Celiac Disease: Get Diagnosed
Most often people have extra intestinal symptoms, such as migraine, peripheral neuropathy, joint pains, seizures, short stature, pubertal delay, and infertility. These presentations are not commonly tested for celiac disease, therefore, majority remains undiagnosed.
Celiac disease can be diagnosed with:
- Blood tests
- Small intestine biopsy – The gold standard.
- Response to gluten free diet.
- Genetic testing.
In blood testing, we look at the sensitivity and specificity. Sensitivity is if you have the particular disease, what are the odds that the test will be positive? It explains how capable the test is to pick up the disease.
The most sensitive tests for celiac disease are:
- Anti-tissue transglutaminase antibodies IgA.
- Endomysial antibodies (EMA) IgA.
The sensitivity of these tests is more than 90%.
In this case, the specificity of anti-tissue transglutaminase antibodies is 96% and endomysial antibodies are 99%. These tests measure the IgA type of antibodies.
IgA deficiency occurs in 0.25% of the normal population but about 2.5% of celiac disease patients have IgA deficiency. In this group of people with IgA deficiency, these tests will be negative and will give a false negative result. Therefore, the total IgA levels in a patient with celiac disease also should be tested to exclude IgA deficiency. If he or she is found to have IgA deficiency, then the IgG antibodies should be tested to get an accurate result.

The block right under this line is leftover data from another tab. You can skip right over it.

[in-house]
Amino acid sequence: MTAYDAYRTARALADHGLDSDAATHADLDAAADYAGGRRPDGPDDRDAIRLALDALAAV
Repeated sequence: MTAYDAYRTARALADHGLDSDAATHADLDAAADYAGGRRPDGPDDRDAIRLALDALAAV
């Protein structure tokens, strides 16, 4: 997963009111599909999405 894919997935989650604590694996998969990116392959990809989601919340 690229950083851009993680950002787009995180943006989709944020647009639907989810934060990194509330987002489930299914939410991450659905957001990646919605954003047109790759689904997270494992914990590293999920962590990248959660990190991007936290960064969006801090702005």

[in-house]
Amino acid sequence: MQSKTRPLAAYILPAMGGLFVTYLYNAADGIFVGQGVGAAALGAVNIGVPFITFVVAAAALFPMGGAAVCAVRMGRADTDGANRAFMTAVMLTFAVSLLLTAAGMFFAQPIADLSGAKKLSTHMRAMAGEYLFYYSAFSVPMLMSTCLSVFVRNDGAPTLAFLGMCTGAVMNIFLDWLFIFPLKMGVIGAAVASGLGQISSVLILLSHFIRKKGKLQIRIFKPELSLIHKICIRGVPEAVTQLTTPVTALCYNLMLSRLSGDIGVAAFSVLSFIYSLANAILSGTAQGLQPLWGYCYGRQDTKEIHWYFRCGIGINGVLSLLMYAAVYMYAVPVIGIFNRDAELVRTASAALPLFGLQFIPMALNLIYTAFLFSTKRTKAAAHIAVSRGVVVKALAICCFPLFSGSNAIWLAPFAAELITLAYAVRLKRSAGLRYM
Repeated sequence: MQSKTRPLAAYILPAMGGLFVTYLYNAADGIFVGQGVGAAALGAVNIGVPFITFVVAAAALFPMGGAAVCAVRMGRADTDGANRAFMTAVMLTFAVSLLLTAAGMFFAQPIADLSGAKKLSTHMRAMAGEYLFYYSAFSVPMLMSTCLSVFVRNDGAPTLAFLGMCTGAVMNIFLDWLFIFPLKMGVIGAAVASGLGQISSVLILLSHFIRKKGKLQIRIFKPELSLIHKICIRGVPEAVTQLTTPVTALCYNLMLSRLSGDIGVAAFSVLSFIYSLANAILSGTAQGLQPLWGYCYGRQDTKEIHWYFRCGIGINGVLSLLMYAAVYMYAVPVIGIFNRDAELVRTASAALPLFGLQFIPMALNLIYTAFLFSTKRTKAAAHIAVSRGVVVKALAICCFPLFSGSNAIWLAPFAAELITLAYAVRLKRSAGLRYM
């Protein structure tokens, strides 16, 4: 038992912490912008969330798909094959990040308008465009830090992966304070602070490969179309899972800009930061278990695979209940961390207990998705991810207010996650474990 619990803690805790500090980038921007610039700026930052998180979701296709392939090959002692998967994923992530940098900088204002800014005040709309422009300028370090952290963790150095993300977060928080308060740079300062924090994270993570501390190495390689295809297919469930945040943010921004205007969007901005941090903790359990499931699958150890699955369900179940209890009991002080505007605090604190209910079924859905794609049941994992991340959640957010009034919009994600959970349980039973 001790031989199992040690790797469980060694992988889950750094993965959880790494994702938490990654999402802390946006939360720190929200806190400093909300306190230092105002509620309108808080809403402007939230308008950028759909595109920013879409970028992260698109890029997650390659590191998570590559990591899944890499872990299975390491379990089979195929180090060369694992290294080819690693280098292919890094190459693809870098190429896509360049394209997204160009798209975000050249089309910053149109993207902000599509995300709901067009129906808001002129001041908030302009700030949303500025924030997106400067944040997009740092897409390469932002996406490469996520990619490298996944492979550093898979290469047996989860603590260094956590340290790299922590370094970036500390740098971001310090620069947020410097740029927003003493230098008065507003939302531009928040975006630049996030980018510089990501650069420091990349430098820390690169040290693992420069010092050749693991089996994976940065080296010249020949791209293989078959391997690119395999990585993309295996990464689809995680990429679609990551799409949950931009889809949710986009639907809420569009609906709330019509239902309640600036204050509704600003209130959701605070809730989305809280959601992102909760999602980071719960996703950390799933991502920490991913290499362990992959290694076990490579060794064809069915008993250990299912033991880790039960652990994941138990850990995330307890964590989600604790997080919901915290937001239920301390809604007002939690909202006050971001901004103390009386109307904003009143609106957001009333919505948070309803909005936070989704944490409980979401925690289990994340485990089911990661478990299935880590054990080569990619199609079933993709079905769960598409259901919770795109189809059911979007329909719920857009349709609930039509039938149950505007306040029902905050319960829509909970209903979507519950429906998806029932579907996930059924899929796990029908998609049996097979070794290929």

Small bowel biopsy
It is considered as the gold standard for a positive diagnosis. However, with the increasing accuracy of the blood tests, it is no longer needed to take a small bowel biopsy in patients without antibodies.
In this procedure, about four to six forceps biopsies are taken from the second part of the duodenum.
Response to gluten free diet
This is the most telling sign whether you have the disease or not. Patients with celiac disease shows a dramatic improvement once started on gluten free diet.
This test will check if you are carrying any genes which make you more susceptible to celiac disease.
HLA-DQ2 is present in 90% to 95% of celiac disease patients and HLA-DQ8 in about 8%. If both alleles are absent, it is a high negative predictive value for celiac disease.